Norm Farrell left this in the comments of the previous post. I think it’s worth elevating:
I grew up in Powell River when thousands of union workers earned good livings (and good retirements) in the pulp, paper and lumber mills. There were good wages, strong apprenticeship programs, employment for young people in post-secondary schooling, aid to programs in sports, music, arts and other elements that create vibrant communities.
Once upon a time British Columbians in towns like Powell River had a clear path for economic security. Yes, there was boom, there was bust, but in general they could plan their lives with relative confidence in the outcome.
This path – and this confidence – is disappearing, if it isn’t gone already.
Of course the nature of an economy changes over time. Nothing is forever. But a new path that British Columbians can bank on has not been forged.
One of the political parties in this province – who will say anything on the campaign trail – but who represent the “business class” that tells us in no uncertain terms we can…
- No longer afford job security we once knew
- No longer afford decent wages we once knew
- No longer afford pensions we once knew
- No longer afford social programs we once knew
- Imports workers from other countries in greater and greater numbers
Yet we are also told simultaneously by the same folk we live in The Greatest Place on Earth or some other trite catchphrase. And then there’s what common-sense and our own eyes tell us: British Columbia is one of the wealthiest places on the planet.
There is a disconnect.
The other political party only tepidly defends the above. In many ways they too have bought into the underlying scary assumptions put forth by the lords of the realm that we can no longer afford the things that made us great.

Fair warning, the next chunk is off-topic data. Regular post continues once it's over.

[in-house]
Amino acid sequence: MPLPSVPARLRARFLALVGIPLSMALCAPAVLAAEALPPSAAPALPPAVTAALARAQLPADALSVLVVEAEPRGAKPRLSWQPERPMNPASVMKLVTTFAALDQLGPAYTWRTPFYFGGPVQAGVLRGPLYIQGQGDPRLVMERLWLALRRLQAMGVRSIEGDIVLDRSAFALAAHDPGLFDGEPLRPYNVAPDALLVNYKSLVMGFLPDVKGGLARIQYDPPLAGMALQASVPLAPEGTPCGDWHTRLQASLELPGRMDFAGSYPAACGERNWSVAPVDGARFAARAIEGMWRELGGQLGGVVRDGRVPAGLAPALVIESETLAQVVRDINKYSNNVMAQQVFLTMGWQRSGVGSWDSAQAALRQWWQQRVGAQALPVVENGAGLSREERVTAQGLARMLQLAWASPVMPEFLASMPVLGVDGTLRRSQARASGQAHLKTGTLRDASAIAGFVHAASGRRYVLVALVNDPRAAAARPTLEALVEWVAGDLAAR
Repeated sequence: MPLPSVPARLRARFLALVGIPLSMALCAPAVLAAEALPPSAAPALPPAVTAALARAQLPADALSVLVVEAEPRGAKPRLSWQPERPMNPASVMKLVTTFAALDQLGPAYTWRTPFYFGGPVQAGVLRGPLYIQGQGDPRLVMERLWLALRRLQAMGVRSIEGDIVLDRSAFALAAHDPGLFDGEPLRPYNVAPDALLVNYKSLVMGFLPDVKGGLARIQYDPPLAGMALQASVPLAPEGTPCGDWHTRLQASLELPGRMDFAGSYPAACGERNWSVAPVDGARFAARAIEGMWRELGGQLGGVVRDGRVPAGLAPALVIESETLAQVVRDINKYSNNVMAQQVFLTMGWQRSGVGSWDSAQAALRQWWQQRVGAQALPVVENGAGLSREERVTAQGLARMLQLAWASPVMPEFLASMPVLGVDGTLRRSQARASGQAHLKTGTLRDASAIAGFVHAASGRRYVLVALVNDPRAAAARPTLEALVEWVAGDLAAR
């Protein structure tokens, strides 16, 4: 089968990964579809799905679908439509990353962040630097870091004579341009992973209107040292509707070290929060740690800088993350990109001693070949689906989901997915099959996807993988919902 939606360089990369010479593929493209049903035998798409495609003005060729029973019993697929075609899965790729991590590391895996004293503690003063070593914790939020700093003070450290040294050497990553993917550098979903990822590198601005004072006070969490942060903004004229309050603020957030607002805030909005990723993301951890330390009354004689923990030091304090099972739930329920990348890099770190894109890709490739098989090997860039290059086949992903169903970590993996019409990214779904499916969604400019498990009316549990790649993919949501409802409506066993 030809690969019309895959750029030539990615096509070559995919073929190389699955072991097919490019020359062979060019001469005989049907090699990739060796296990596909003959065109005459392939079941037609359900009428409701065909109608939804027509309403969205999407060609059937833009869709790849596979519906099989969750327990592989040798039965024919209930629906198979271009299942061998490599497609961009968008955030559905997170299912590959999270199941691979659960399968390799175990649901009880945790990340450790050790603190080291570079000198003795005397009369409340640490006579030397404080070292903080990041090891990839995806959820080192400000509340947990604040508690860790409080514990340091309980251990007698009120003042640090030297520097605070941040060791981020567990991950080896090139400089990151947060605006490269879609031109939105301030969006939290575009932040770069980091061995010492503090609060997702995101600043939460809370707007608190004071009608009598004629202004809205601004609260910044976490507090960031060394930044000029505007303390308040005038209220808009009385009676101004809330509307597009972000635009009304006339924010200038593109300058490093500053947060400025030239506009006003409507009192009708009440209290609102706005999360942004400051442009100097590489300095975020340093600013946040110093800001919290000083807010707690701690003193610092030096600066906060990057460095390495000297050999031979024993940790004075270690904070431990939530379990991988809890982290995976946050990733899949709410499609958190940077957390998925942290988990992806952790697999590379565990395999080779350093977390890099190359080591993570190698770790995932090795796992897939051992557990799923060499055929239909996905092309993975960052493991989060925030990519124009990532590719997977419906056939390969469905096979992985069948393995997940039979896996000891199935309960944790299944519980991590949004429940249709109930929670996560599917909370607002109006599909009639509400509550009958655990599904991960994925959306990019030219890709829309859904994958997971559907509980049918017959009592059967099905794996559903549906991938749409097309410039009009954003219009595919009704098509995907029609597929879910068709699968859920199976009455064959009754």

Then there’s this factoid, from The Sixth Estate:
One of the most important things that people should realize, and generally don’t, about the present state of Parliamentary democracy in Canada is that we have a structural, steadily growing democratic deficit which continues to increase regardless of voter turnout levels, regardless of how responsive political parties are or are not to public opinion, and regardless of how much or how little freedom of speech is granted to backbench MPs by party leaders. The problem, quite simply, is that we do not have enough MPs…
… In 1867, if you were an actual voter, you were one of about 1500 people to whom your MP was accountable. Today, you’re one of almost 50,000. Given this fact, is it any surprise that we feel as though our views are not represented in Parliament?
There is democratic disconnect. There is democratic deficit.
Why don’t people vote?
Quite frankly, why bother.
P.S. They’ll say – If you don’t like it, get involved in the process and change the system! Ah, but you see we can no longer afford the 8-hour work day either so that means I have to dedicate more of my diminishing free time to an endeavour of dubious outcome. Or my employer will fire me for my political activity. Or I can’t afford the financial investment to back the candidate of my choice. Or I’m splitting the vote.
Or any of the growing numbers of impediments to participation in a gamed system.